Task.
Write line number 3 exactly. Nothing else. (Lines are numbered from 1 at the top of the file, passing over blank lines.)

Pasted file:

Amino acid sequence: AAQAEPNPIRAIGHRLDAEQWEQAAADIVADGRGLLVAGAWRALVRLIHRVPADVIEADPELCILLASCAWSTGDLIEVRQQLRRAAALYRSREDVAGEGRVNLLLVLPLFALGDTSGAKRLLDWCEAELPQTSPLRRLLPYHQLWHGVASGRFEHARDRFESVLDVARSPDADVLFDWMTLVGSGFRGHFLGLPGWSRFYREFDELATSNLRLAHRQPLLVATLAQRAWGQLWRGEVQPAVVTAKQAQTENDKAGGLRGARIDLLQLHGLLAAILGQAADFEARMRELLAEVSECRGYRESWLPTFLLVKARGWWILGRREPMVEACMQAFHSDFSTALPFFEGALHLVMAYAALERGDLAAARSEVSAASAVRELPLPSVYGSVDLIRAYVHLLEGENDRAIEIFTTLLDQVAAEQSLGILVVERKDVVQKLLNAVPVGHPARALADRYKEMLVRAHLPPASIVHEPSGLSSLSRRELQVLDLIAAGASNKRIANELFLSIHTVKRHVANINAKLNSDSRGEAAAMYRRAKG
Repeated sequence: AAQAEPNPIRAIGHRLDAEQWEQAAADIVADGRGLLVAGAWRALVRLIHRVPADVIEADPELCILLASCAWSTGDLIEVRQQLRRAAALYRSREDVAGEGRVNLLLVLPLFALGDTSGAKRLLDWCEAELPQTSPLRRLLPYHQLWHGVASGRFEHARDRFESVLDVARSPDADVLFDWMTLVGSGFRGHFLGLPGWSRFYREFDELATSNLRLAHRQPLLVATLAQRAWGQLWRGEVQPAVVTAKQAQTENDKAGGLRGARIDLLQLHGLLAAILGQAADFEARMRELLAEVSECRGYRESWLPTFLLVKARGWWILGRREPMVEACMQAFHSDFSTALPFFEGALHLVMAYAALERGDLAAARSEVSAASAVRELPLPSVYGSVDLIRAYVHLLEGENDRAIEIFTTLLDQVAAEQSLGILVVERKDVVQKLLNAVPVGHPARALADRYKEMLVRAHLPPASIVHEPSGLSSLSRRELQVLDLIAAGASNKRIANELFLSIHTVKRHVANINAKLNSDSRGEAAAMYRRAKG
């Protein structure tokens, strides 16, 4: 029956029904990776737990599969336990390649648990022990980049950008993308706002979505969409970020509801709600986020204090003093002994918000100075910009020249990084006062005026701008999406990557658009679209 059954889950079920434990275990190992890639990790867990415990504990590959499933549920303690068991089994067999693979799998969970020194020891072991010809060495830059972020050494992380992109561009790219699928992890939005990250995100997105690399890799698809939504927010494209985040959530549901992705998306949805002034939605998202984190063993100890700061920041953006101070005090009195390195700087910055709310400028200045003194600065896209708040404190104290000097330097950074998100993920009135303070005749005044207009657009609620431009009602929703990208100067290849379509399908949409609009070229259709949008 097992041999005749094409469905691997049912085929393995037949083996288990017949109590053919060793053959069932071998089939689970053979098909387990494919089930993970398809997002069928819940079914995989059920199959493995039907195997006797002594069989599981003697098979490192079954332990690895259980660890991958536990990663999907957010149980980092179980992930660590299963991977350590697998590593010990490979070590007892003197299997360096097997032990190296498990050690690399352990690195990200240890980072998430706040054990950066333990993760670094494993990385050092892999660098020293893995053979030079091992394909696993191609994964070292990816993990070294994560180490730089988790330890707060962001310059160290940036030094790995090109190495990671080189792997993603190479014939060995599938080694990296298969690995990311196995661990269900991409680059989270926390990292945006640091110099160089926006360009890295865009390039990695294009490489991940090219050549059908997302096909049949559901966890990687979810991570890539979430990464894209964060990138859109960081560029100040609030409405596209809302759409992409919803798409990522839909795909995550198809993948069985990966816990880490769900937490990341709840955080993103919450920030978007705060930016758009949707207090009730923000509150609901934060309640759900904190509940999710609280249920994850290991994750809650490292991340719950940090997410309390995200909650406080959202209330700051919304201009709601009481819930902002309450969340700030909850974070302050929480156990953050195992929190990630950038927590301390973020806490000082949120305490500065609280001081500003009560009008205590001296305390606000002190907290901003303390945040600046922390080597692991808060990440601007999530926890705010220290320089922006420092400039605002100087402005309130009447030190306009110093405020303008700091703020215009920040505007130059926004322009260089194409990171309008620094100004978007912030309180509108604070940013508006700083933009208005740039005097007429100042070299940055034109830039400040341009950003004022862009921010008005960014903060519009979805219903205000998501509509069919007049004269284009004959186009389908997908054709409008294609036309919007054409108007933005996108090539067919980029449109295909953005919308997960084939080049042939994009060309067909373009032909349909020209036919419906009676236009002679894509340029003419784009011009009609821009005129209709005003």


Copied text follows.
């Protein structure tokens, strides 16, 4: 029956029904990776737990599969336990390649648990022990980049950008993308706002979505969409970020509801709600986020204090003093002994918000100075910009020249990084006062005026701008999406990557658009679209 059954889950079920434990275990190992890639990790867990415990504990590959499933549920303690068991089994067999693979799998969970020194020891072991010809060495830059972020050494992380992109561009790219699928992890939005990250995100997105690399890799698809939504927010494209985040959530549901992705998306949805002034939605998202984190063993100890700061920041953006101070005090009195390195700087910055709310400028200045003194600065896209708040404190104290000097330097950074998100993920009135303070005749005044207009657009609620431009009602929703990208100067290849379509399908949409609009070229259709949008 097992041999005749094409469905691997049912085929393995037949083996288990017949109590053919060793053959069932071998089939689970053979098909387990494919089930993970398809997002069928819940079914995989059920199959493995039907195997006797002594069989599981003697098979490192079954332990690895259980660890991958536990990663999907957010149980980092179980992930660590299963991977350590697998590593010990490979070590007892003197299997360096097997032990190296498990050690690399352990690195990200240890980072998430706040054990950066333990993760670094494993990385050092892999660098020293893995053979030079091992394909696993191609994964070292990816993990070294994560180490730089988790330890707060962001310059160290940036030094790995090109190495990671080189792997993603190479014939060995599938080694990296298969690995990311196995661990269900991409680059989270926390990292945006640091110099160089926006360009890295865009390039990695294009490489991940090219050549059908997302096909049949559901966890990687979810991570890539979430990464894209964060990138859109960081560029100040609030409405596209809302759409992409919803798409990522839909795909995550198809993948069985990966816990880490769900937490990341709840955080993103919450920030978007705060930016758009949707207090009730923000509150609901934060309640759900904190509940999710609280249920994850290991994750809650490292991340719950940090997410309390995200909650406080959202209330700051919304201009709601009481819930902002309450969340700030909850974070302050929480156990953050195992929190990630950038927590301390973020806490000082949120305490500065609280001081500003009560009008205590001296305390606000002190907290901003303390945040600046922390080597692991808060990440601007999530926890705010220290320089922006420092400039605002100087402005309130009447030190306009110093405020303008700091703020215009920040505007130059926004322009260089194409990171309008620094100004978007912030309180509108604070940013508006700083933009208005740039005097007429100042070299940055034109830039400040341009950003004022862009921010008005960014903060519009979805219903205000998501509509069919007049004269284009004959186009389908997908054709409008294609036309919007054409108007933005996108090539067919980029449109295909953005919308997960084939080049042939994009060309067909373009032909349909020209036919419906009676236009002679894509340029003419784009011009009609821009005129209709005003």